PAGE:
As one of the most popular protein choices in the world, salmon are a highly sought-after catch for recreational and commercial anglers alike. Due to the combined impacts of climate change and overfishing, salmon populations have been declining in many major waterways for the past several decades. Some states have seen improved returns due to proper fishery management informed by research and studying salmon behaviors and needs.
Understanding the complexities of salmon habits is no easy task. Standing knowledge and predictions are based on several surveying, sampling, and studying techniques that create a more well-rounded view of the fish. Spending half their life in the ocean and then returning to the home river to spawn, the species has been notoriously difficult to sample and track. Modern fish tagging and surveying methods help bridge time away from the fishery and inform future conservation efforts.
Salmon sampling, as with many other species, involves capturing or observing specimen from the same species to identify the specimen’s age, sex, and length. From this, researchers can determine the average health, distribution and development of the population. Depending on the sampling technique, greater estimations of the species’ population can be made.
Historically considered a type of fish trap, weirs have quickly climbed to the top of popular salmon surveying methods. Weirs are effectively a channel or blockade that corrals salmon into a fenced-off area of the waterway. Historically, these traps were used to catch thousands of fish and sometimes stretch a river’s entire width. However, using weirs as a means of catching and killing salmon was effectively banned in freshwater in 1889. According to the Cook Inlet Aquaculture Association, the federal government “banned the use of fixed fishing gear in rivers and narrow bays.”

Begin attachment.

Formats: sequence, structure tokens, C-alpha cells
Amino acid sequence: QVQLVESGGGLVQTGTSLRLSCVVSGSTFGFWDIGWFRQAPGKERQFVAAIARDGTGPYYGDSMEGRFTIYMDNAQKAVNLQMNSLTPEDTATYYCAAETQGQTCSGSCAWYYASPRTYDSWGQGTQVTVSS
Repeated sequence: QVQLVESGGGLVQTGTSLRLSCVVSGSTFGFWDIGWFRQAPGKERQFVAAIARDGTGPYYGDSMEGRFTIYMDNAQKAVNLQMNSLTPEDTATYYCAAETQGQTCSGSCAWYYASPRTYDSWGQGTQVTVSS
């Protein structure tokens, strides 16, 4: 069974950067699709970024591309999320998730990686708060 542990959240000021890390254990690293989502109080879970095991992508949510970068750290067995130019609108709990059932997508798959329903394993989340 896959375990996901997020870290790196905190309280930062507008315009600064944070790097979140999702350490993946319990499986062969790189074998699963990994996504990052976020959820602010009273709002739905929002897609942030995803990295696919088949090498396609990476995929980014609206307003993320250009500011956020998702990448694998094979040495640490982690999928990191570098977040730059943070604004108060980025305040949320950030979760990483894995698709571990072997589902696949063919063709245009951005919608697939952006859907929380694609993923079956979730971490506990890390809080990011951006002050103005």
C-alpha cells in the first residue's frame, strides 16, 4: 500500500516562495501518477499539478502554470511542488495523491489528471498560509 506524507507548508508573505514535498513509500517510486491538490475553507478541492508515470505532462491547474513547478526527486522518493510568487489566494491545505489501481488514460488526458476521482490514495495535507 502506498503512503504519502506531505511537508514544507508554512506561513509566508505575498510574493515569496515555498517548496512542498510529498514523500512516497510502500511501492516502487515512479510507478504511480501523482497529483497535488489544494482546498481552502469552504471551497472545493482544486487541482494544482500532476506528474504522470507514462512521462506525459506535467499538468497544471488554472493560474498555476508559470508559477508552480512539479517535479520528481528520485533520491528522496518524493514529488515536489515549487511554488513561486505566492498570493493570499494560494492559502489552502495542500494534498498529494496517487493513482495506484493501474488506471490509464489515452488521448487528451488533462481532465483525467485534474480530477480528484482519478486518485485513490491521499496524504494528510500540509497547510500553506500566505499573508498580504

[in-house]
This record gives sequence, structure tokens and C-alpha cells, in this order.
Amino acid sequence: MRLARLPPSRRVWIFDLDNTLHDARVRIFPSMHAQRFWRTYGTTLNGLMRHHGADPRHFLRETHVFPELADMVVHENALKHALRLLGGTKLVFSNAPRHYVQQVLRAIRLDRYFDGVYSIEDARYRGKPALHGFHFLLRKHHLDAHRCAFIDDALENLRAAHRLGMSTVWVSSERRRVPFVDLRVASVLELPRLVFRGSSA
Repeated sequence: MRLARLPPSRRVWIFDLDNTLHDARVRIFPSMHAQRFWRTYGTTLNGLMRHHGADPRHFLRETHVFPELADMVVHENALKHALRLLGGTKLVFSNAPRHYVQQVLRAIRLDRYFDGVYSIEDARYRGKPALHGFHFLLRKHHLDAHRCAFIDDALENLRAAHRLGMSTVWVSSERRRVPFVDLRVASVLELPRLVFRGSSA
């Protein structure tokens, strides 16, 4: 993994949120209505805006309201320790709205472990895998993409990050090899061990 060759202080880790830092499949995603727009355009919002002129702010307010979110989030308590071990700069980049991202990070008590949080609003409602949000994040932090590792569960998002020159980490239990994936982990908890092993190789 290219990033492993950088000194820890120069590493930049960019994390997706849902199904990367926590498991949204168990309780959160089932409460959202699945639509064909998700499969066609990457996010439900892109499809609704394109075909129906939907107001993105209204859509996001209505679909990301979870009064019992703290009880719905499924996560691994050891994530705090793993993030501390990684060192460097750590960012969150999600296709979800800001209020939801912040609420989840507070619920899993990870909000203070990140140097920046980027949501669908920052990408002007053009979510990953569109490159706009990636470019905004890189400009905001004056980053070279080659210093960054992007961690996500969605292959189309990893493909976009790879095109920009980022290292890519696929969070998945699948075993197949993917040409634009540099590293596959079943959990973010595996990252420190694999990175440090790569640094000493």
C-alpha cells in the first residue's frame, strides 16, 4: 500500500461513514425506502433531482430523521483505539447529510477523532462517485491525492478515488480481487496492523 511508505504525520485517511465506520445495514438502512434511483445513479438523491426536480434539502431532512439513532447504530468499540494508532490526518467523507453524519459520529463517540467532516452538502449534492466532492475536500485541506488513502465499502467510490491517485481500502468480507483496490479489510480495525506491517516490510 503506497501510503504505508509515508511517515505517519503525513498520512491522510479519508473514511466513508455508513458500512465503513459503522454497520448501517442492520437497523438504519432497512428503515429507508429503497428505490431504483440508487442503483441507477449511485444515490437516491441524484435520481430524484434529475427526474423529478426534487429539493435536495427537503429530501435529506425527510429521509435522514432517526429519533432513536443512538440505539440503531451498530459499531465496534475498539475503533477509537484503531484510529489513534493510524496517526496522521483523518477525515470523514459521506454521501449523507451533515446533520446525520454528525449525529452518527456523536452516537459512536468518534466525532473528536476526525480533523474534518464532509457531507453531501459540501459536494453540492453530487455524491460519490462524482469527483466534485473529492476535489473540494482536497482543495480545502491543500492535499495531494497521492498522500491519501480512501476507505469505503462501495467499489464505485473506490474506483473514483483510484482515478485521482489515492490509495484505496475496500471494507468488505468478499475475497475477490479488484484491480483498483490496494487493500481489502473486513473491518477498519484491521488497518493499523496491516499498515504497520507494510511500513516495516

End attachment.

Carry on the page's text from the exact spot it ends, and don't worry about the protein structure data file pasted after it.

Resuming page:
However, weirs are still permissible as a means of sampling salmon. Fish traveling up and downstream are corralled into a trap box wherein workers measure the fish, determine sex and age, and take a small genetic sample. Sampled fish are counted, and weirs often have some type of camera system installed that keeps a count of all fish that pass through the weir, not just those that are sampled. Weir sampling helps identify the overall health of the population and can be used to conduct additional live sampling techniques or tagging.
Tagged fish help collect long-term and often remote data when paired with a telemetry tagging option. Some tags are simple identification numbers that provide data on how many fish return for the seasonal run, approximate age, and other information. Some salmon, most commonly chinook and coho, die after spawning, which allows researchers to conduct carcass surveys. The dead fish can be investigated much more closely than their live counterparts. Carcass survey specimen may be used to observe otoliths and make other internal observations.